Once your profile is complete, connect with your instructors, classmates (new and old), work colleagues, family, and friends. Share professional articles you think might interest or benefit others, adding commentary on why you do or don’t like the article. Comment on other people’s posts where it makes sense. Join industry-specific groups to ask for advice and get to know others with similar interests. By taking these steps to stay active on LinkedIn, you can stay top-of-mind for your connections—and meet some new people along the way.

5. Volunteer in your community

Volunteering is a great way to give back and support your community. At the same time, volunteering can get to know other people in your area and maybe gain relevant industry or leadership experience. With a little searching, you might even find volunteer organizations related to your professional strengths or goals.

6. Join industry organizations and professional events

MeetUps, student groups, networking events, professional seminars and conferences—these are all great ways to build your network. When you attend, be confident in approaching and getting to know other people and be ready to summarize your goals, strengths, and interests in one to two minutes. (If needed, you can always practice this with classmates, friends, family, or even in front of the mirror.) Bring business cards to the event with your name, email, and phone number. These cards can either feature your job title or show that you’re a student (for example, Jane Doe, MBA Student).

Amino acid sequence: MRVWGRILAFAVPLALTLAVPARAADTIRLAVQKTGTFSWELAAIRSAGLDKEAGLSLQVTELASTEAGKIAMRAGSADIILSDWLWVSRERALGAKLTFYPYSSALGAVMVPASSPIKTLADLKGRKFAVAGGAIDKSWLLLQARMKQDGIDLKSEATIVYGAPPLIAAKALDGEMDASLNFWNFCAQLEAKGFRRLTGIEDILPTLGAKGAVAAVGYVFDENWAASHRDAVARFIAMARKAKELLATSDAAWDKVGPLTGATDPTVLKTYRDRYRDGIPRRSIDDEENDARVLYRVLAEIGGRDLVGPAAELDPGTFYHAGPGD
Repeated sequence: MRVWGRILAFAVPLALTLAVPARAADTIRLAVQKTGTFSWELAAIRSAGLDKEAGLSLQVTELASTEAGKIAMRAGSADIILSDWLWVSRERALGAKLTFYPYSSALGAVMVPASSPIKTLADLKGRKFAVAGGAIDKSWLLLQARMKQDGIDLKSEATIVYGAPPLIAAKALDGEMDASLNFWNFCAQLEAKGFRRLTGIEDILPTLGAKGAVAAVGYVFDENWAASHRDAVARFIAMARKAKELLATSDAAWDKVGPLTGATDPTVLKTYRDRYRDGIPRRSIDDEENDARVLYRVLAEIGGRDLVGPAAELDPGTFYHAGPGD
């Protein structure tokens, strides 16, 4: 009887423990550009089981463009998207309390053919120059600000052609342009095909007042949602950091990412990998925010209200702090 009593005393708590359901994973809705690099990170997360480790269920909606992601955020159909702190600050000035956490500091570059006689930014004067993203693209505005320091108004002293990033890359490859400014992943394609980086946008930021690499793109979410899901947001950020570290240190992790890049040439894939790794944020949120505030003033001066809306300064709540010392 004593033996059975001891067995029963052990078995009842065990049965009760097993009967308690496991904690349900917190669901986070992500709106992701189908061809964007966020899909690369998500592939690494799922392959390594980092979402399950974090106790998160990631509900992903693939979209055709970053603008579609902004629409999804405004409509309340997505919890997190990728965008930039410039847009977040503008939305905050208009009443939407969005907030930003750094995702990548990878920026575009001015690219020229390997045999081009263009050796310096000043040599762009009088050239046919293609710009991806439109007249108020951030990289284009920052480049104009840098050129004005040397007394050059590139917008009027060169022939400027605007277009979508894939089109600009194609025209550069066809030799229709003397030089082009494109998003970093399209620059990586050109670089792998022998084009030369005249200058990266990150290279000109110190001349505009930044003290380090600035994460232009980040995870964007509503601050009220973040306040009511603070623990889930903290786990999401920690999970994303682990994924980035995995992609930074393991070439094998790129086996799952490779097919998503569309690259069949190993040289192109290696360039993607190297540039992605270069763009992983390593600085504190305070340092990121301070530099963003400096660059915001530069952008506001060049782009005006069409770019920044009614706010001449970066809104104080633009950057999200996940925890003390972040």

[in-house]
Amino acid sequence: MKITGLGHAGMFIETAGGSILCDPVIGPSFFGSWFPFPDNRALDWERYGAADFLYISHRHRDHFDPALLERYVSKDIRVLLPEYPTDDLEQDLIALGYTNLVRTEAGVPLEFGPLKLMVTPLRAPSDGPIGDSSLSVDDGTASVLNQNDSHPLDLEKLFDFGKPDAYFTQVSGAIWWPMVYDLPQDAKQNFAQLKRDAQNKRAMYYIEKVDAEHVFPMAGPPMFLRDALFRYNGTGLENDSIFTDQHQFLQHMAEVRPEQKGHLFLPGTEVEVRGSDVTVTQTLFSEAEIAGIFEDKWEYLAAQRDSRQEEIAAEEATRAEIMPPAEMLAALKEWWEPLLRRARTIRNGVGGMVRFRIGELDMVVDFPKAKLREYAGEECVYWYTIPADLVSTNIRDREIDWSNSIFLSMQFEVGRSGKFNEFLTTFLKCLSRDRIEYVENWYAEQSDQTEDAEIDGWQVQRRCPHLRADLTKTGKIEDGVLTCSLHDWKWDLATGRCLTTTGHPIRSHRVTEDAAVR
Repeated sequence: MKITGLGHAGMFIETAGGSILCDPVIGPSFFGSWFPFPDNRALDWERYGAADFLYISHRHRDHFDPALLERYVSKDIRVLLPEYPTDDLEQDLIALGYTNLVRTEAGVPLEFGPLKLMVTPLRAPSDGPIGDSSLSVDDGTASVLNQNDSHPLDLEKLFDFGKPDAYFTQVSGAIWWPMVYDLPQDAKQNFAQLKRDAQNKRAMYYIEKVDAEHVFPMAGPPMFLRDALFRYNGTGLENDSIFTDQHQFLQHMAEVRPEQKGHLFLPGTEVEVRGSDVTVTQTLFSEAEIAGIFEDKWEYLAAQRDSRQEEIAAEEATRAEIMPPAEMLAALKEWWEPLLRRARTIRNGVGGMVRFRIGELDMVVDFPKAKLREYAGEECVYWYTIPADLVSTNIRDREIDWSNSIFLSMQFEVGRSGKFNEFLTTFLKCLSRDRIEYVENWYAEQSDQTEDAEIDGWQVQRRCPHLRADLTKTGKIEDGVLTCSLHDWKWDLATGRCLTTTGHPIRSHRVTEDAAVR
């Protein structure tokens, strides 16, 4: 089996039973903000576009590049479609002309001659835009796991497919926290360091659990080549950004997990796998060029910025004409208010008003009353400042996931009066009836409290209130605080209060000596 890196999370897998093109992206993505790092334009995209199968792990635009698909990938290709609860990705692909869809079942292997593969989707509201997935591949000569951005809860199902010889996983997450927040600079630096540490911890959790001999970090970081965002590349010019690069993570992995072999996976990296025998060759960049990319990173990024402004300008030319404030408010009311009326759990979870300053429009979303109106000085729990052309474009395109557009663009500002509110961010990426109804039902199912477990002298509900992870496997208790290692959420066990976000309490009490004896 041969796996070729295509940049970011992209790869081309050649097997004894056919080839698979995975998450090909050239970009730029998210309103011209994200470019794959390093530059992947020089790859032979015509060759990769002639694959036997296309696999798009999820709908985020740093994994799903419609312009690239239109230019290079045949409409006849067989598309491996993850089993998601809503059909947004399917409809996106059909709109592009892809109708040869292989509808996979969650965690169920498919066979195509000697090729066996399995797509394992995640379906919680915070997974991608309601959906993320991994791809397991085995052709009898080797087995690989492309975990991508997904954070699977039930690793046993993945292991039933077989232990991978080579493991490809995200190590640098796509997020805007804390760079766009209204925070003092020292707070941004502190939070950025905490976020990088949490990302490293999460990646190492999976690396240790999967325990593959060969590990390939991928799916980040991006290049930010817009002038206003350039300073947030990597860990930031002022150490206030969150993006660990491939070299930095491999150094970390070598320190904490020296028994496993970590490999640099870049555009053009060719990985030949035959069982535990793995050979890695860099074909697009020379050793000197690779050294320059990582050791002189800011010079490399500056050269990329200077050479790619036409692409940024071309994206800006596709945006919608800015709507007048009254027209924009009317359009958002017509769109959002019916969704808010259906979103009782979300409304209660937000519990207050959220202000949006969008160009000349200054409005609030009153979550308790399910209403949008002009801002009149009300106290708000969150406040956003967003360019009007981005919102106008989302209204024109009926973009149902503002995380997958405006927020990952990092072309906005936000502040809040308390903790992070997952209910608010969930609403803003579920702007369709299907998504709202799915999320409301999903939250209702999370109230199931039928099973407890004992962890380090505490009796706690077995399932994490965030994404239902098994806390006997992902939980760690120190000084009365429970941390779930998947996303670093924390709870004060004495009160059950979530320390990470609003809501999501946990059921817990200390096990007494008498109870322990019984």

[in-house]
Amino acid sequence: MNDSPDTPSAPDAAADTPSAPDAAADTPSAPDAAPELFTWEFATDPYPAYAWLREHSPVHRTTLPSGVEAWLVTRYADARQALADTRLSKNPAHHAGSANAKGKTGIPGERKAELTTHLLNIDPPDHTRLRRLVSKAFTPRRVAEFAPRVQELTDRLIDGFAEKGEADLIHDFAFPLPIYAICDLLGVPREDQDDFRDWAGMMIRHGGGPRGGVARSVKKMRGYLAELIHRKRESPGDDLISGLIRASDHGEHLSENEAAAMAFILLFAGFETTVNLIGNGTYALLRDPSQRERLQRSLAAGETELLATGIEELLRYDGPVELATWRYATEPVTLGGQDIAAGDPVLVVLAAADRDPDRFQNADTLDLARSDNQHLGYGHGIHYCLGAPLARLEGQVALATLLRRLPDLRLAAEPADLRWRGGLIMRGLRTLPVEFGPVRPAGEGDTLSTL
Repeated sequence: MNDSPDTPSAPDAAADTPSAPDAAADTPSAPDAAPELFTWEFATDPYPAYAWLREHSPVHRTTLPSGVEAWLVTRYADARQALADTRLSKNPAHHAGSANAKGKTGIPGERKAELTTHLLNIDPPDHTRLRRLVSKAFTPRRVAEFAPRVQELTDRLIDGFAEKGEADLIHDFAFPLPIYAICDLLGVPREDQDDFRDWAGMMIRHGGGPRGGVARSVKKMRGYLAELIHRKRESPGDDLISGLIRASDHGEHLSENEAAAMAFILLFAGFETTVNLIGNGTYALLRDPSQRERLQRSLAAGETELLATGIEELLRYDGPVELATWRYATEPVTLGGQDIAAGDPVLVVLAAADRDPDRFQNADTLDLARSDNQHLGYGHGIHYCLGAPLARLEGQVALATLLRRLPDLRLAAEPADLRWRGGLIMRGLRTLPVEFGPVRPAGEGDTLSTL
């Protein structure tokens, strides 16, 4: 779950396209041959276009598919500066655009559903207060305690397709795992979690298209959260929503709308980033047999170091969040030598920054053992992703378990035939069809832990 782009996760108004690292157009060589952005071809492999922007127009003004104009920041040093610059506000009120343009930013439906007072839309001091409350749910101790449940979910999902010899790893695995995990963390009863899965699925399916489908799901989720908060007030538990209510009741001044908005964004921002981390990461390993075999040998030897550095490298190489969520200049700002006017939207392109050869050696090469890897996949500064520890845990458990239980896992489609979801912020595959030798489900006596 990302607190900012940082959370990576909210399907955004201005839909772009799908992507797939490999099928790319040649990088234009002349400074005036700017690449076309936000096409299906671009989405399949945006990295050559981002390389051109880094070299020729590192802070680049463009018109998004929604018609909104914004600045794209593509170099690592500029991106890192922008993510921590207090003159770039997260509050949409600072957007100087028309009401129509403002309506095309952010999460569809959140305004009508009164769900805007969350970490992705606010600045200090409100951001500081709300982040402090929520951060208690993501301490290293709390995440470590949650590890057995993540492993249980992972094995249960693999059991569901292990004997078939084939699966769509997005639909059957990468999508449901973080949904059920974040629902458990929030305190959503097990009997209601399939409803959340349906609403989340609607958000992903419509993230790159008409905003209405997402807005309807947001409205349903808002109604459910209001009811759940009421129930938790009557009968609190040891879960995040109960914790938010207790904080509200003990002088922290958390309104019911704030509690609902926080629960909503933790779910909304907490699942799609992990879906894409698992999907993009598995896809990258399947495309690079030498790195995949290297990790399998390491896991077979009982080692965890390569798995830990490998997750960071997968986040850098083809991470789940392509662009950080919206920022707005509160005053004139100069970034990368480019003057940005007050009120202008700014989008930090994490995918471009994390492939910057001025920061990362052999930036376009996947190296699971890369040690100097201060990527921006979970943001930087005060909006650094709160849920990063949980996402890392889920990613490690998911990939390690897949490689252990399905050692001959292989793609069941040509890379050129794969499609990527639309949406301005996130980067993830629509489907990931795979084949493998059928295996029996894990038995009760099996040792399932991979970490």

After the event, connect on LinkedIn with anyone you met and send a note saying you enjoyed talking. Consider planning a future meeting for coffee to continue your discussions.

Want to know more about how South University can help you with preparing for your next career move?

Contact us to learn about how our degree programs are designed to help you go from classroom to career, and how our Career Services team and other dedicated staff can support you along the way.

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Information Systems & Technology Students Gain Experience with Advanced Industry Software

by South University
August 16, 2018
a photo of an two information technology professions working at a computer.

At South University, input from industry professionals and subject matter experts plays a critical role in our course and program development. Their insights help us to ensure that our students graduate with experience and understanding of career- and industry-specific tools and technology. This is especially crucial for our Information Systems and Technology students, as they prepare to enter a field full of constantly evolving tech.

Over the last several years at South University, Tampa, our Master of Science in Information Systems (MSIS) students have received valuable hands-on experience with software applications and tools used in the professional field of business intelligence and analytics. These opportunities for our student to gain applied knowledge have included: